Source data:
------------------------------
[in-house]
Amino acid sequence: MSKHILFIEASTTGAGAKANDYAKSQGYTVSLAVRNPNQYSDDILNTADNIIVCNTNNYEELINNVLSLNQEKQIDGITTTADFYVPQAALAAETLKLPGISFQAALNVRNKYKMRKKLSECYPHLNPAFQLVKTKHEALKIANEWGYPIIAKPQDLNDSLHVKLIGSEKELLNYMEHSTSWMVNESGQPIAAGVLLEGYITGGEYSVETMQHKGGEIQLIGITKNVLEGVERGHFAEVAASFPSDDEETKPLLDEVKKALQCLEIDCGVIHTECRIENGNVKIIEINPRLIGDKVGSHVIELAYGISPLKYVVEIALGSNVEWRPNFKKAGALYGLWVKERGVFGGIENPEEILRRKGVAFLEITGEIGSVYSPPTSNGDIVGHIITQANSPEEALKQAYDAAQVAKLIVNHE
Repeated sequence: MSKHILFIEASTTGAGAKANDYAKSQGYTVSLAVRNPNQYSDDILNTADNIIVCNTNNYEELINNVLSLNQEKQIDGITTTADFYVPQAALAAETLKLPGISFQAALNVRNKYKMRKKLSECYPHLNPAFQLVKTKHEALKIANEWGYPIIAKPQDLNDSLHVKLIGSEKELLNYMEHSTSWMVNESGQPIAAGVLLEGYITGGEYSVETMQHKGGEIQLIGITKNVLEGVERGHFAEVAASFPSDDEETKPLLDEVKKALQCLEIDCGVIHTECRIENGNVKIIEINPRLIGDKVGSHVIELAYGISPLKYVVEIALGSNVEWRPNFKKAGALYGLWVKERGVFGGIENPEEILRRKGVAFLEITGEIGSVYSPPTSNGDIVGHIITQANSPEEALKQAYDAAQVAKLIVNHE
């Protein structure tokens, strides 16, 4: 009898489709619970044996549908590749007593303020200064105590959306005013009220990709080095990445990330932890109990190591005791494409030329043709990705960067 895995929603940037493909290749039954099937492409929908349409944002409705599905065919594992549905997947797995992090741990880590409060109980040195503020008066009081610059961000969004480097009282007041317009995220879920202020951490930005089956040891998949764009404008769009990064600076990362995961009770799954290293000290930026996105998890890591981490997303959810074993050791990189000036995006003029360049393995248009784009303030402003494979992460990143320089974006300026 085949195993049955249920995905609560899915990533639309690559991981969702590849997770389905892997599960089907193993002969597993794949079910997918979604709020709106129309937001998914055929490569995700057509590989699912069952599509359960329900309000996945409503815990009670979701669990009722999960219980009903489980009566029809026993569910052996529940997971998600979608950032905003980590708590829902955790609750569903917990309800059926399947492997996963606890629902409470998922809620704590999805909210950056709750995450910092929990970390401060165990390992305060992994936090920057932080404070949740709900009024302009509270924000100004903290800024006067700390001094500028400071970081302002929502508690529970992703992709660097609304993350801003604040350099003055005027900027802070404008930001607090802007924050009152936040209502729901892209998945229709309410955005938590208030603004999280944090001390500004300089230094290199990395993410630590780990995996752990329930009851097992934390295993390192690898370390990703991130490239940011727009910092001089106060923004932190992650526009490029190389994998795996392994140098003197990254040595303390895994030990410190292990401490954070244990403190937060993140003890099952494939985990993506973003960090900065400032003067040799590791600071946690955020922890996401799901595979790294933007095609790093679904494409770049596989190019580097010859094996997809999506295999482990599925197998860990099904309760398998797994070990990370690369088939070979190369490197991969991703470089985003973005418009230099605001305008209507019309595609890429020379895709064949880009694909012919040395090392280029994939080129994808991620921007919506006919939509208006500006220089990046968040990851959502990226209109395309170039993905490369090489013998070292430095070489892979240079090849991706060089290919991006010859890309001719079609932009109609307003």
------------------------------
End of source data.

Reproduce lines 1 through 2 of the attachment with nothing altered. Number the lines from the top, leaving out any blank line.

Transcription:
[in-house]
Amino acid sequence: MSKHILFIEASTTGAGAKANDYAKSQGYTVSLAVRNPNQYSDDILNTADNIIVCNTNNYEELINNVLSLNQEKQIDGITTTADFYVPQAALAAETLKLPGISFQAALNVRNKYKMRKKLSECYPHLNPAFQLVKTKHEALKIANEWGYPIIAKPQDLNDSLHVKLIGSEKELLNYMEHSTSWMVNESGQPIAAGVLLEGYITGGEYSVETMQHKGGEIQLIGITKNVLEGVERGHFAEVAASFPSDDEETKPLLDEVKKALQCLEIDCGVIHTECRIENGNVKIIEINPRLIGDKVGSHVIELAYGISPLKYVVEIALGSNVEWRPNFKKAGALYGLWVKERGVFGGIENPEEILRRKGVAFLEITGEIGSVYSPPTSNGDIVGHIITQANSPEEALKQAYDAAQVAKLIVNHE